The number of deaths on UAE roads fell by two thirds in the space of a decade, a new study found.
Tighter traffic regulations, awareness campaigns and improvements in vehicle safety were cited as key to the “remarkable” drop in fatalities from 2010 to 2019.
Research by Injury Prevention, a peer-reviewed publication by the British Medical Journal, revealed the country's fatality rate from road traffic injuries fell from 10 per 100,000 people in 2010 to 7.4 in 2015 and 3.5 in 2019. Researchers used official figures in their analysis.
The study’s authors, from the College of Medical and Health Sciences at UAE University in Al Ain, said the results “indicate the effectiveness” of measures to improve road safety.
“These measures effectively helped to curb speedy driving, tailgating, cell phone use and other forms of careless driving, and to reduce the magnitude and severity of RTI in the UAE,” they wrote.
The study shows that not only that road death rates in the UAE fallen heavily, but also the numbers of people who were injured but survived.
The non-fatal injury rate was 92.5 per 100,000 people in 2010, 75.2 per 100,000 in 2015 and 40.9 per 100,000 in 2019.
Road safety is a national priority
Thomas Edelmann, managing director of Road Safety UAE, said the fall in death rates was “quite remarkable”.
“The UAE government takes the matter very seriously,” he said. “In the ‘UAE Vision 2021’ a target of three fatalities per 100,000 population was announced, which was a catalyst for many government entities and other stakeholders to put in massive efforts to try to reach this.”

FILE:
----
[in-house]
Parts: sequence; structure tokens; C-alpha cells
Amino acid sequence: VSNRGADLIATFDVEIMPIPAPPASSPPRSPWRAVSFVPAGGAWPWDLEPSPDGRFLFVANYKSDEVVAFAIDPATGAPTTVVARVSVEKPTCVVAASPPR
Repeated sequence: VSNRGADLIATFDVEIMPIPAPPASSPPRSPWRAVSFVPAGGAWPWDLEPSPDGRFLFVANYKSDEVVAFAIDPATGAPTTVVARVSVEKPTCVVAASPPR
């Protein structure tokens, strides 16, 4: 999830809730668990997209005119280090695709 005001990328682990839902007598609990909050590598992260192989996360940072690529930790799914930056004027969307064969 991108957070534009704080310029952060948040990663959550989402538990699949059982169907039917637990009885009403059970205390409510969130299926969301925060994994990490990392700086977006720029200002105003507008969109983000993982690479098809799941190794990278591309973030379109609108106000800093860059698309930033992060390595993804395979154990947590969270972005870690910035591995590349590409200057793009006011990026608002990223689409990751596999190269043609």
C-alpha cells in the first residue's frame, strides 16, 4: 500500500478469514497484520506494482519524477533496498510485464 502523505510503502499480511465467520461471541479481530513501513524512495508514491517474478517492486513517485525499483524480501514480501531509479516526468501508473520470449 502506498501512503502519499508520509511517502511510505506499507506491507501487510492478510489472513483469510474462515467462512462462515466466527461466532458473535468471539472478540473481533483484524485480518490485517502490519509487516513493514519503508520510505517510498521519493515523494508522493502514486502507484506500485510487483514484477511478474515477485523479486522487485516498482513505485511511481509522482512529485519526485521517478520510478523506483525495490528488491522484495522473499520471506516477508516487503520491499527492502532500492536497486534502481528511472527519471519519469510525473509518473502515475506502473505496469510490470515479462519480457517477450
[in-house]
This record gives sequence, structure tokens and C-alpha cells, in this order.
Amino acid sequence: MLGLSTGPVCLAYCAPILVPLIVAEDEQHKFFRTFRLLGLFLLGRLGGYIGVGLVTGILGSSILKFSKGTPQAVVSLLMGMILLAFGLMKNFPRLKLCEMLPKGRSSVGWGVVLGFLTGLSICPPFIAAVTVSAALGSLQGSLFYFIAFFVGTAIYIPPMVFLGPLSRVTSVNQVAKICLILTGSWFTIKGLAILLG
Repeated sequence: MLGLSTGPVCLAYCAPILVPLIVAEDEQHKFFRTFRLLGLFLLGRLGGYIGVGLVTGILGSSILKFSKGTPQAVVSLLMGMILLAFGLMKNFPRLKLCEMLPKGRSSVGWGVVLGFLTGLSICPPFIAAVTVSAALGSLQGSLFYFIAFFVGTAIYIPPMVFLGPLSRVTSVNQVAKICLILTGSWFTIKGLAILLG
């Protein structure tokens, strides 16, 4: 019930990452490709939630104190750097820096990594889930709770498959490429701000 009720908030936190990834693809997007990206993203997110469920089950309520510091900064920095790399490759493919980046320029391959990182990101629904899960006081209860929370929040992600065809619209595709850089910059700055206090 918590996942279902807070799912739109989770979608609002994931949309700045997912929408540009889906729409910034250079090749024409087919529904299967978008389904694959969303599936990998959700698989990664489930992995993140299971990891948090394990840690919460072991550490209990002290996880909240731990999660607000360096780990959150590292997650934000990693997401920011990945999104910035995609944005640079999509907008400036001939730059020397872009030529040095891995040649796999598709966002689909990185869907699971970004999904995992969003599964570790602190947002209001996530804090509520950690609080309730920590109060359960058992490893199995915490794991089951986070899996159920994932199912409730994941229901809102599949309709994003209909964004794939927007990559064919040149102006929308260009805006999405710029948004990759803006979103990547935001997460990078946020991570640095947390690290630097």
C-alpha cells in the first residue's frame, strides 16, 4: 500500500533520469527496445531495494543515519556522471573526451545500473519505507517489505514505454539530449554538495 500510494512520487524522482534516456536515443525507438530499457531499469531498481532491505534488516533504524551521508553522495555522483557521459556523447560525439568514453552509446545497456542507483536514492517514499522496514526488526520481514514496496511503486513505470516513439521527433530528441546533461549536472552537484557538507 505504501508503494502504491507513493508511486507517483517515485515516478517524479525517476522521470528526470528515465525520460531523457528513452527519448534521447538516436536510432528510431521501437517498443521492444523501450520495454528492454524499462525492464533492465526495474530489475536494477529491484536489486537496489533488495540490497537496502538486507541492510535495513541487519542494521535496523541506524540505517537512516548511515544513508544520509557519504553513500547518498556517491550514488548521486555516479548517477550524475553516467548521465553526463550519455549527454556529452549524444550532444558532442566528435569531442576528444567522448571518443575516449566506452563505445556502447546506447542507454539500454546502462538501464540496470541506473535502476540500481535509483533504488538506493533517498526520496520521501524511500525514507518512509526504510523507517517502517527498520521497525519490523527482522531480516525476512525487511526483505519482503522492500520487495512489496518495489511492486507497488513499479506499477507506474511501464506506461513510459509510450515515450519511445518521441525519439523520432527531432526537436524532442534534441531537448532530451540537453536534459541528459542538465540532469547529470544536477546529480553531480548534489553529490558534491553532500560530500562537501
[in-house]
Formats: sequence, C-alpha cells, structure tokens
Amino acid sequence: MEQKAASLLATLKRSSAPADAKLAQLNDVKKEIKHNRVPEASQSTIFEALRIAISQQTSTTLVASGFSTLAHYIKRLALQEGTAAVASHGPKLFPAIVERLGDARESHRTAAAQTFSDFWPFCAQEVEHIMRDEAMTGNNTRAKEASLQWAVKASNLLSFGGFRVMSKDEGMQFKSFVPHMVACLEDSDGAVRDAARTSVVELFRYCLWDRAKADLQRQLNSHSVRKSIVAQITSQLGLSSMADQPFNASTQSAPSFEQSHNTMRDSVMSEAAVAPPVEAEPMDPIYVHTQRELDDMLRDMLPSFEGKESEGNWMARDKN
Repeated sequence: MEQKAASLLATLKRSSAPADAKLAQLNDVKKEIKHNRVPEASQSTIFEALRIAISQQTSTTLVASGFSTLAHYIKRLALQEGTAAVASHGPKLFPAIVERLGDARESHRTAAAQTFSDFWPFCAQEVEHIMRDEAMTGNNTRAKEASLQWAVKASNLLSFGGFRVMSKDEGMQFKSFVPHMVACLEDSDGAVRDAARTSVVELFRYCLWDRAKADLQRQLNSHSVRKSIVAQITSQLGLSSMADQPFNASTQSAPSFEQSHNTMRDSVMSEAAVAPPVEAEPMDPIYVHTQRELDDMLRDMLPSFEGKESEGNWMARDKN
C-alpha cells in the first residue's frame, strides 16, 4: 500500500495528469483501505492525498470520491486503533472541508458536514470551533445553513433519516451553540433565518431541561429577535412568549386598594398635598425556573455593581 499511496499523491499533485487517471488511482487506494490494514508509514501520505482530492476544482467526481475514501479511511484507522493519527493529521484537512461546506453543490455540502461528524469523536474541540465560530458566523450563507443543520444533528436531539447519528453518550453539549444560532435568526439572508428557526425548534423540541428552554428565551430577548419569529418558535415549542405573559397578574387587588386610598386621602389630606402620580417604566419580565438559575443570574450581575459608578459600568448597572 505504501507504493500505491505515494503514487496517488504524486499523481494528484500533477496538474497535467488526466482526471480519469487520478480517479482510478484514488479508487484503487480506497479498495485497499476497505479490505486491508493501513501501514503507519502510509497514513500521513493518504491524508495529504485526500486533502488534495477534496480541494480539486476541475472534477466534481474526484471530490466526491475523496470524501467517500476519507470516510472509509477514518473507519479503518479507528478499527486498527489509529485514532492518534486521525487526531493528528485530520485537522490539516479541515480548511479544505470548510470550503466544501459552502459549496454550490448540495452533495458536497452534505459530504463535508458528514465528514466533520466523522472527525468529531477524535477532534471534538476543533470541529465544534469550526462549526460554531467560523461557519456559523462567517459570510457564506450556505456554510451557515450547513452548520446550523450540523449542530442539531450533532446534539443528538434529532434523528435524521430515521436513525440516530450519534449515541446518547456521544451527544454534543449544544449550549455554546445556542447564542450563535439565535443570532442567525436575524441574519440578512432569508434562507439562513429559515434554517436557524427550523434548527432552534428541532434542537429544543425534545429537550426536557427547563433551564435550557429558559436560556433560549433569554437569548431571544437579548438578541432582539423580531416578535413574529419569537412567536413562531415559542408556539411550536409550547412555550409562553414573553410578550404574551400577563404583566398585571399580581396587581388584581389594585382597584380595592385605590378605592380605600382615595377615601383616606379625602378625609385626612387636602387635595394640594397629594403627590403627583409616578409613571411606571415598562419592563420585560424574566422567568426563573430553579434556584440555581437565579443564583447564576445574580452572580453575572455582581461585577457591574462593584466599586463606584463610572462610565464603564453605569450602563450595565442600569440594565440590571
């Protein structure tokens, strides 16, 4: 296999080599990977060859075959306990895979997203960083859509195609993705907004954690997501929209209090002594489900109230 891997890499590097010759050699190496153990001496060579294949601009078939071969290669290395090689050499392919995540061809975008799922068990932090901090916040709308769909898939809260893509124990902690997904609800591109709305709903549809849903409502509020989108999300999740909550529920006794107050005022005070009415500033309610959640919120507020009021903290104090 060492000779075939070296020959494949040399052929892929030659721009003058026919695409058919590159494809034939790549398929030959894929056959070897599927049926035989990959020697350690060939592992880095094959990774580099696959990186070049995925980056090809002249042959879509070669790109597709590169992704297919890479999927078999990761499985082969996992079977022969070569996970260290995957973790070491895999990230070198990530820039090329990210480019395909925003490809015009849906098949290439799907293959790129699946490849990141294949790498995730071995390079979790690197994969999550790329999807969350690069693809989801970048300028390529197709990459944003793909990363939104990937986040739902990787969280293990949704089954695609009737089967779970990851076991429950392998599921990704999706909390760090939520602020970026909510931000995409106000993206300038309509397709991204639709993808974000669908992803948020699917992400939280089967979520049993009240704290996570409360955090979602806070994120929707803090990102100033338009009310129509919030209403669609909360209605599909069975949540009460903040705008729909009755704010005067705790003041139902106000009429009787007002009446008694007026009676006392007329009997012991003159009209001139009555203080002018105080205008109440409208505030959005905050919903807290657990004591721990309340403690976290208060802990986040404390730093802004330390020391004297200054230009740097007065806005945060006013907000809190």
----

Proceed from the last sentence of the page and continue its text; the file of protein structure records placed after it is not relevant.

The reduction in death rates came, he said, at a time of “massive efforts” to improve safety by the UAE government, vehicle suppliers, media and initiatives such as his.
Laws around road safety were tightened in 2007 and 2017, with the latter year seeing the introduction of the black points system, under which a person can be banned from driving if they accumulate sufficient points from violations.
Rules around seat belts, using a mobile phone while driving, reckless driving, ignoring traffic lights and driving under the influence of drugs or alcohol have all been strengthened, with violators risking punishments including fines and, for some offences, jail time on top of black points.
Other improvements, Mr Edelmann said, came from the emergency services, through more resources and better response times. Better road infrastructure, education and data were also made a contribution, he added.
Figures provided by Road Safety UAE indicate that the fatality rate per 100,000 vehicles in the UAE fell from 100 in 2006, to 57 in 2010, 32 in 2015 and just 11 in 2021. This data suggests that death rates per vehicle have, in 15 years, dropped nearly 90 per cent.
Fostering a better driving culture
While saying that the various statistics on road safety “are great testimony” to how the country’s roads have become safer, Mr Edelmann said the challenge remains “the composition of the UAE road users”, who mostly come from the Arab world, Indian subcontinent, other parts of Asia and the West.
“We all come with different driving cultures and it seems not to melt together properly in terms of creating a UAE safety-orientated road culture,” he said. “We still observe more driving against each other rather than driving with each other.
“About 50 per cent of fatalities are caused by young drivers aged 18 to 30 and this segment needs a strong focus.”
Further improvements could come, he suggested, from “surprise” road safety monitoring, rather than just fixed radar speed checks, along with average speed checks, and the mandatory inclusion of road safety in the school curriculum.
Previous research indicated that poor road safety practice was a major factor in deaths and serious injuries in the country.
A 2013 study of road accident victims, also by UAE University researchers, found that 98 per cent of passengers killed or hospitalised for more than 24 hours were not wearing a seat belt.
Ministry of Interior statistics show the 381 road deaths in the UAE last year was up on the 2020 figure of 256, but that number is likely to have been low because the pandemic reduced traffic levels.